Without jobs coming in, Morôni had a lot of time on his hands, so he started researching. He read books on business, looked at marketing courses. Around April, things were slowly starting to improve, and then in May of this year, when he least expected it, he received an unexpected opportunity.
Morôni found a van for sale with a 30-year-old truck-mounted carpet cleaning machine inside. Although it was old, it would be much more effective than the portable machine he was using. And best of all, it was only $7,000.
“I ran to the bank — I remember the day — sweating to see if the manager was going to approve me or not. And he approved me,” Morôni said.
That same month, the business brought in over $10,000. And since then, the company hasn’t seen a month with less than $11K in revenue. In September, he doubled the company’s monthly revenue for a grand total of $75,000 in five months.
Morôni’s Tips on Growing a Business
Morôni believes that he’s doing so well because he learned what
to do from the two companies he’d worked for in the past. What follows is what he did differently.
1. Separate Business and Personal Finances
According to Morôni, the two businesses he worked for in the past didn’t keep track of their business’s expenses in a detailed way. They didn’t know if their overhead or their margin. And they didn’t separate out their business and personal finances.
While Morôni worked for him, the owner of the carpet cleaning company bought an $800,000 house. This is when he started getting behind on bills for the business and stopped being able to afford to advertise.
“I learned that business money was not my money,” Morôni said.
Even when Morôni was only making a thousand dollars a month, he paid the business expenses first. And he pays himself a fixed salary that doesn’t change, regardless of how much more the business is bringing in.
2. Invest in the Right Tools Early On
Before the business was profitable, Morôni understood that the $7,000 investment in better equipment was going to make a difference. In less than a month, as he saw things improving, he made a second investment in Housecall Pro:
“I don’t know the exact numbers, but I know we made 30% more in June than we made in May and 30% more in July than we were making in June. And I believe that one of the reasons is because we had a system. Housecall Pro helped us organize everything and know what's going on.”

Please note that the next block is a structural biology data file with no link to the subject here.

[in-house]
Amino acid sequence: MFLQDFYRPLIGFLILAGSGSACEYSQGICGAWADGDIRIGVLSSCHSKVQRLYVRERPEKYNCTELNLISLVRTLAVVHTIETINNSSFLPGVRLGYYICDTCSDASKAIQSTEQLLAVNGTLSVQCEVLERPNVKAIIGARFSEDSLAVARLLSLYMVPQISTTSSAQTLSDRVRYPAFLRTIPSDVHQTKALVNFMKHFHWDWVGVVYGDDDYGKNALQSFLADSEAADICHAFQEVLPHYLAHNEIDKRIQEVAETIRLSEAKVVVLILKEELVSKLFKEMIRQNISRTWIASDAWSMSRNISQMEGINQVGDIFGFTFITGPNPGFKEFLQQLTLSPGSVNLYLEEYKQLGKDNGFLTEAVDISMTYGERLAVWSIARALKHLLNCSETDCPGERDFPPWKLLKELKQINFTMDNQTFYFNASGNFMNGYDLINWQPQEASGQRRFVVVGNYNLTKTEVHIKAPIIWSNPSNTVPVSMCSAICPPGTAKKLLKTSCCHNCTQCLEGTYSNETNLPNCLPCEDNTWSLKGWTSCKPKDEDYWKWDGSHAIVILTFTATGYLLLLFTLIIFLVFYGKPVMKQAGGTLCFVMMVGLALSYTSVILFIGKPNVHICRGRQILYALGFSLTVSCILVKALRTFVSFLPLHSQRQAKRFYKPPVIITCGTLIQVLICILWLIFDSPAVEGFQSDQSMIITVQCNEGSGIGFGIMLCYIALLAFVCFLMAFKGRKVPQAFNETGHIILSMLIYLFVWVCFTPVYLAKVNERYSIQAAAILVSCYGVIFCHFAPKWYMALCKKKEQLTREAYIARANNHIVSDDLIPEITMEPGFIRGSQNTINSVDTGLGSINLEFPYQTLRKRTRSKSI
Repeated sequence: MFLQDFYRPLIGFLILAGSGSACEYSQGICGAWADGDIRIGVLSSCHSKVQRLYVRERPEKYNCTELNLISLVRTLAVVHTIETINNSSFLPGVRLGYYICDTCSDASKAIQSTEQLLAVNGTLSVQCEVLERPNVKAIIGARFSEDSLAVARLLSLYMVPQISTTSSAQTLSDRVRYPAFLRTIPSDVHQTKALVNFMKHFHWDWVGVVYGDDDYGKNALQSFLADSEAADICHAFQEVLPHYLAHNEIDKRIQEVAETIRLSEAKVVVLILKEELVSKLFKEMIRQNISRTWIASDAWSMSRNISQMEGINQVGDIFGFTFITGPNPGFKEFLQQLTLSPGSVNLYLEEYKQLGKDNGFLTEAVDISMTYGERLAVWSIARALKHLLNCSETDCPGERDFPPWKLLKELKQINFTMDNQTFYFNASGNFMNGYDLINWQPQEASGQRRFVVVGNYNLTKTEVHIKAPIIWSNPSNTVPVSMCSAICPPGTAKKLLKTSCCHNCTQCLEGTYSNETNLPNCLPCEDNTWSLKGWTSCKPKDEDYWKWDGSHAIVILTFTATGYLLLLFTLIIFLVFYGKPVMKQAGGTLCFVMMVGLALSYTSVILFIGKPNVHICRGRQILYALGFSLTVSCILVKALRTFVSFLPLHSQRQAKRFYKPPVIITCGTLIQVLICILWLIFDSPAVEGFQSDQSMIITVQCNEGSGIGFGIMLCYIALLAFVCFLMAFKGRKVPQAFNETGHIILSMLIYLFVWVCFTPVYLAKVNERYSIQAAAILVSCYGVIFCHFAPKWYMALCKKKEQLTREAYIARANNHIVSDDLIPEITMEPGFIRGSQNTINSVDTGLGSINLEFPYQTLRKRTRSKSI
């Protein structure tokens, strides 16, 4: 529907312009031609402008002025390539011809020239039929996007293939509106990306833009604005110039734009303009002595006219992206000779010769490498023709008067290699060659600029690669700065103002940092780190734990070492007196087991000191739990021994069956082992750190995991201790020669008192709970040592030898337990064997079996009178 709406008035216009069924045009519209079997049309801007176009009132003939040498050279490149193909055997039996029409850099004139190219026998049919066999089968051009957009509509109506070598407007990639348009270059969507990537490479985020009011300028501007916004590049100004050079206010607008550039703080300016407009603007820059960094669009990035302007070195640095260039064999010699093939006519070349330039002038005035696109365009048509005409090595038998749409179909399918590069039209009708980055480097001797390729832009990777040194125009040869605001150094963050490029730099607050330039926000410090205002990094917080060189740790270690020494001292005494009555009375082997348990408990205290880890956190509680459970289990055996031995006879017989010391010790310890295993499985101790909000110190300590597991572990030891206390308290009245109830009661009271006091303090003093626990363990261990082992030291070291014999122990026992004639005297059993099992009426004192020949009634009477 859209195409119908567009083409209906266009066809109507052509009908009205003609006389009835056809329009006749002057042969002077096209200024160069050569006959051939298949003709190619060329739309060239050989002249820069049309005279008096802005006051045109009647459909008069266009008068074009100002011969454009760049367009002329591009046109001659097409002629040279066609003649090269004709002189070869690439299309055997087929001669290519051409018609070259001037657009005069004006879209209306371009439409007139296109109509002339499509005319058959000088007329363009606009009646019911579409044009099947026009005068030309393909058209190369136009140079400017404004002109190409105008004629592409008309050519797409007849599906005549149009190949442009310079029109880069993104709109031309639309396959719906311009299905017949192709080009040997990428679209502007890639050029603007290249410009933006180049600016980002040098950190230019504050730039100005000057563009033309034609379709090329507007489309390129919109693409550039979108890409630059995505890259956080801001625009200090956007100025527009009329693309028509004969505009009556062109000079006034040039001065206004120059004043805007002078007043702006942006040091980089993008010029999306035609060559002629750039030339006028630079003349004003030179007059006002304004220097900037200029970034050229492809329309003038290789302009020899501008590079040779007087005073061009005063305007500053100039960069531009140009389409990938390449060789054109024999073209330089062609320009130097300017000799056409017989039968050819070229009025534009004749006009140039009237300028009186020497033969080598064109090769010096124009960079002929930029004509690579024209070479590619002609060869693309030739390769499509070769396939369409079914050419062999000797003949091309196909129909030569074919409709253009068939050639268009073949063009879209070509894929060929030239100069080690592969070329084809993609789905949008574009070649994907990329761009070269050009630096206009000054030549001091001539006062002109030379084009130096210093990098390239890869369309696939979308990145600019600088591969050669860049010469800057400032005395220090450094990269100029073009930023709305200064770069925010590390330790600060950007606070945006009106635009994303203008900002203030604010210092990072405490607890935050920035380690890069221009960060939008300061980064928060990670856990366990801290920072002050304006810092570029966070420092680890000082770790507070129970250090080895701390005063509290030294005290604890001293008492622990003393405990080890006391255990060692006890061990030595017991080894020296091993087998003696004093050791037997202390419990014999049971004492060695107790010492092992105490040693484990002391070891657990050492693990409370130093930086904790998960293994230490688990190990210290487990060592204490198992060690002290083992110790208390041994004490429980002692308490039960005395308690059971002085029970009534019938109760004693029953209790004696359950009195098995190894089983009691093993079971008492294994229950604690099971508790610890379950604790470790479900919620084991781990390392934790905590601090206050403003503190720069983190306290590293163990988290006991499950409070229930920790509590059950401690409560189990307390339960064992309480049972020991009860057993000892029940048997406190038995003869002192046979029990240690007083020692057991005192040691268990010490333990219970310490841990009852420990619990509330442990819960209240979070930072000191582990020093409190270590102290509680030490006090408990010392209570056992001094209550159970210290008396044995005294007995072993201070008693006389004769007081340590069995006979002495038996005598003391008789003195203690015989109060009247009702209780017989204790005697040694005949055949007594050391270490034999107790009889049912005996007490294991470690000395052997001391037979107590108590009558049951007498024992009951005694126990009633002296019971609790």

(A small plug here: Housecall Pro helps business owners organize and automate the entire job process from booking to payments.
to see for yourself what Housecall Pro can do for your business.)
3. Apply What You Learn
The carpet cleaning company Morôni worked for had been around for over 15 years and they expected people should know by then that they existed. They relied heavily on referrals and repeat customers. But as soon as they stopped marketing, the calls dried up. Morôni learned that it’s important to not get complacent about marketing.
But he also understood that there are other ways that business owners become passive:
“I see a lot of people that know what they have to do. They have all this theory and knowledge, but when it comes to implementing and making the systems work for your business, they fail. They don't want to do it because it takes a lot of work. I think one of the reasons I'm being successful is because I'm really implementing everything that I learned.”
Morôni’s advice is to do whatever you can to keep learning new things and keep implementing them to improve your business. Maybe it’s easy for a young business owner to say. But he’s also dedicated to continuing these habits because he’s seen what happens to established businesses when they don’t.
As Morôni said, “I procrastinate as well a lot, but I really try to face myself in the mirror every day and say, ‘What do I have to do to make this better?’ And then I just try to make it happen.”
Read more inspirational stories about home service business owners :
And more resources on starting and growing a carpet cleaning company: